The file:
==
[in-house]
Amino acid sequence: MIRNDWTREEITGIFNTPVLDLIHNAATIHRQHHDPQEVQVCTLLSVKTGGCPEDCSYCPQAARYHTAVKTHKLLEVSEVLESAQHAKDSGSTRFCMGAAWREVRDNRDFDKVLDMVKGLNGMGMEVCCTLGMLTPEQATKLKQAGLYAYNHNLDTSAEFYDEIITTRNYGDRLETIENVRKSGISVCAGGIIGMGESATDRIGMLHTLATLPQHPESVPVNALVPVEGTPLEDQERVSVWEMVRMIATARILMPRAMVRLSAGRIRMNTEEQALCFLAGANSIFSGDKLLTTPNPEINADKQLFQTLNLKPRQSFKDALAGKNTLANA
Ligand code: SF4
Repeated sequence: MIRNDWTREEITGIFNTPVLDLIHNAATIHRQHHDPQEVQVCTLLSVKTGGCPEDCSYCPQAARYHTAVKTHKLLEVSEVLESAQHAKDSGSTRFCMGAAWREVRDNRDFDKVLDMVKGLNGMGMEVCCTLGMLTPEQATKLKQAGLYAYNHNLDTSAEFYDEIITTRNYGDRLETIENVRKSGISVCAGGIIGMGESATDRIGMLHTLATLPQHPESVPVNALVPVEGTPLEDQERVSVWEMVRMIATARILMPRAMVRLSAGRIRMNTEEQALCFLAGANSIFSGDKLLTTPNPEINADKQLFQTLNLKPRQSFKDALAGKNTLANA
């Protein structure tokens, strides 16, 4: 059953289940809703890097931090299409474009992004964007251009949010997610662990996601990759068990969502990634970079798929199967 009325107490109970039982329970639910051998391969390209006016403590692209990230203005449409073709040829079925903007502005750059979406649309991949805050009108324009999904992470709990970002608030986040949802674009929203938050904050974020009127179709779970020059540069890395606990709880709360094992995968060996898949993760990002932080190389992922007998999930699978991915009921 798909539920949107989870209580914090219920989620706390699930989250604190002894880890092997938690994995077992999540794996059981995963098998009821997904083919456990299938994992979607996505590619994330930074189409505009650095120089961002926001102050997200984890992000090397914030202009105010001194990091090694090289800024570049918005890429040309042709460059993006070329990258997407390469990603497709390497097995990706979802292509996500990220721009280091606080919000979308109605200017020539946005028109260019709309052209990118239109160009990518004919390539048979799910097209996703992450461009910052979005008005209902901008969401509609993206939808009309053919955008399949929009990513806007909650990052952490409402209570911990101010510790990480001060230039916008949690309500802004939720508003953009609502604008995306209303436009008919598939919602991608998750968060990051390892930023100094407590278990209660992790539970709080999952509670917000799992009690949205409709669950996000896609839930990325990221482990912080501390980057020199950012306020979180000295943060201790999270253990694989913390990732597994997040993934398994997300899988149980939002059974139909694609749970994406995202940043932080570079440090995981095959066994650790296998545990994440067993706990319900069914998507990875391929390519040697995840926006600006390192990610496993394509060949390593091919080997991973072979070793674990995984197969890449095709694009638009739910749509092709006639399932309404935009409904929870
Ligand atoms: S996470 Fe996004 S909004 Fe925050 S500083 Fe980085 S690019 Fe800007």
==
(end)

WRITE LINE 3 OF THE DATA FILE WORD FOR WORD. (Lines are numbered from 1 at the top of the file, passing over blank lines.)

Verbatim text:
Ligand code: SF4